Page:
I'm not sure that the mistake vs. fraud angle is very meaningful beyond the question of is SBF wrong for taking stupid risks or wrong for doing fraud - this is an important distinction, yes, but in terms of how EA should be reassessing it's own frameworks and norms, I think a number of important issues are the same in both cases.
Here’s my model of what happened: SBF was busy. Things were confusing. He made a lot of decisions. One of them blew up.
I feel like this scenario should also be the cause for a significant reassessment of the people involved and community norms, oversight, etc. because there's a point where mistakes being made, in this case more or less unilaterally, at such a huge scale should be made as difficult as possible, not supported by a "take risks and see what sticks" mentality. There's a very important difference between crashing a website or printing flyers with a typo and losing investor money. It's a mistake that leads to serious harm to people that FTX had a legal and moral duty that was not fulfilled, even if it was a mistake. Even if all tings were perfect and a mistake occurred as the result of an act-of-god type fluke, there would still be good reasons to call into question SBF's capability and judgement as a steward for funds, particularly in the absence of signs that there were meaningful efforts to mitigate, which to the best of my knowledge there are none. Yes, mistakes can be hard to foresee, and yes, they are a part of doing business, but I don't feel like mistakes of such a huge scale should be just treated as learning opportunities as a lack of necessary and serious consequences disincentivizes taking the necessary care and effort to avoid future mistakes.
Whether this blowup was caused by intentional deception or an honest mistake, the EA community has been extremely quick to change its tune. In less than a week, everyone has gone from “SBF, golden boy” to “What a criminal, don’t be like that guy”. EA leaders have posted denunciations of fraud, and distanced themselves from Sam; the most upvoted all-time EA Forum post is a community condemnation; the entire Future Fund team up and resigned.
If anything, I think this should be a sign that EA and related organizations should probably be keeping their donors, particularly their megadonors, at arms length instead of treating them as golden boy poster children for the movement, allowing them significant influence, and integrating them so deeply into the movement. To me, this is a matter of good governance more so than PR, but it does cut both ways. Allowing megadonors to buy influence and becoming so deeply enmeshed that the fortunes of the donors and the movement are intertwined (both literally and metaphorically) doesn't just allow for reputation washing, it allows the donor to buy influence and intellectual/ideological control. It also, as evidenced by this post, creates a dynamic where there can be an expectation of "loyalty" to donors despite what appears to be blatant fraud because of their previous donations and involvement. No one should be able to buy influence over or the loyalty of a movement that is supposed to empirically guided.
Risk-taking and ambition are two sides of the same coin. If you swarm to denouncing risks that failed, you do not understand what it takes to succeed.
Again, even in the absence of fraud, I would argue that norms should not be to encourage taking significant risks with significant potential downfalls and counterfactuals, particularly when you're taking risks with other people's money without being a clear go-ahead to do it. The world where SBF didn't make a mistake/do fraud and lose 15 billion dollars but played it safe to make and donate 5 billion is the better option, both for EAs and for the creditors of FTX, and for SBF himself. Arguably, the world where SBF continued to just ETG on Jane Street may even a better world than the current one depending on the fallout of the current situation. Cultivating a culture where risk taking and ambition is encouraged regardless of scale is, imo, bad.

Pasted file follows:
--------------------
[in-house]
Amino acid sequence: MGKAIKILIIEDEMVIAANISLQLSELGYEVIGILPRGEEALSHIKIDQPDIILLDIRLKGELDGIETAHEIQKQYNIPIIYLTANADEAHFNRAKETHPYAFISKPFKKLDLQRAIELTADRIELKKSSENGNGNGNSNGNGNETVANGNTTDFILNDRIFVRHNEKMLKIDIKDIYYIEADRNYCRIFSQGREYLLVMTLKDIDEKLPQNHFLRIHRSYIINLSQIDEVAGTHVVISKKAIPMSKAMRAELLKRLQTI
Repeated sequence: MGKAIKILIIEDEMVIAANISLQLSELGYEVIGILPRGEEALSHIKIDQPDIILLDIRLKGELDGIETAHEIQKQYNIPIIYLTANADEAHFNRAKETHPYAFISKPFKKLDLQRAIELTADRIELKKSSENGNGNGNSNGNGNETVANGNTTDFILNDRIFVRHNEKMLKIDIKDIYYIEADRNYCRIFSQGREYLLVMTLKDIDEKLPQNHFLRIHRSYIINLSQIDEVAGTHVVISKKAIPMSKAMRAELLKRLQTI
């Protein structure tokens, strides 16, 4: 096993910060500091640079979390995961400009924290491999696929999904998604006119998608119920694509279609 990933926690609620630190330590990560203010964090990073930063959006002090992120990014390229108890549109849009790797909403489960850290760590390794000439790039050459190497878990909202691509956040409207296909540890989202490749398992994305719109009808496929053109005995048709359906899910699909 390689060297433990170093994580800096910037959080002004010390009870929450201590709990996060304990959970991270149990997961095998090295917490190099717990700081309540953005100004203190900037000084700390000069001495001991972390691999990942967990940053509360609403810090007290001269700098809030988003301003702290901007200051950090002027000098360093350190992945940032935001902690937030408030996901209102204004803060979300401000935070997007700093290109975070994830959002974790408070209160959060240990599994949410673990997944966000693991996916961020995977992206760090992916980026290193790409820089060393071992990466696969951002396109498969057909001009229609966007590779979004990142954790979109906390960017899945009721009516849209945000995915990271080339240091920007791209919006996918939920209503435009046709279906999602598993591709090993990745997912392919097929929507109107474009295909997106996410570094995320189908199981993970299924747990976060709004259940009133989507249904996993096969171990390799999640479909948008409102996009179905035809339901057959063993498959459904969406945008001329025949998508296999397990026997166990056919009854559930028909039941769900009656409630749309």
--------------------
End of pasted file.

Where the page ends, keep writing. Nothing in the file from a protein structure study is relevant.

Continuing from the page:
As someone who spends a fair amount of time on job boards out of curiosity, while I can't speak to technical CS roles, this is definitely true for a lot entry-level research and operations roles and while I agree with your analysis of the implications, I think this may actually be a good thing. Outside of paying workers more being a good thing on principle, there are two main reasons why I think so:
I realize that the goal to eventually promote up from the inside into leadership goals does present an important caveat to the second point; I think that that can be solved fairly easily by either a) not doing that if necessary, which is not great but not terrible, or b) transparently emphasizing that cultural fit with the principles guiding the mission of the org in the context of work is important in these decision is important to this during hiring and promotion and allowing employees to engage with and immerse themselves in these principles as part of their work.
I'm not very well-versed in the CS aspect of ML or AI, but I really enjoyed reading about Redwood's work and reading this post reminded me of something I found striking then. I am not a trained EFL teacher but I have a decent grasp of some of the theory and some experience with classroom observation at different levels and teaching/tutoring EFL, and the examples in your "Redwood Research’s current project" write up are very similar in a lot of ways to mistakes intermediate or almost proficient EFL speakers would make (not being able to track what pronouns are referring to across longer bodies of texts, not being able to grasp the implications of certain verbs when applied to certain objects etc). This makes me think that getting both language acquisition experts and EFL researchers' perspectives on your data may also be interesting and useful to this kind of research.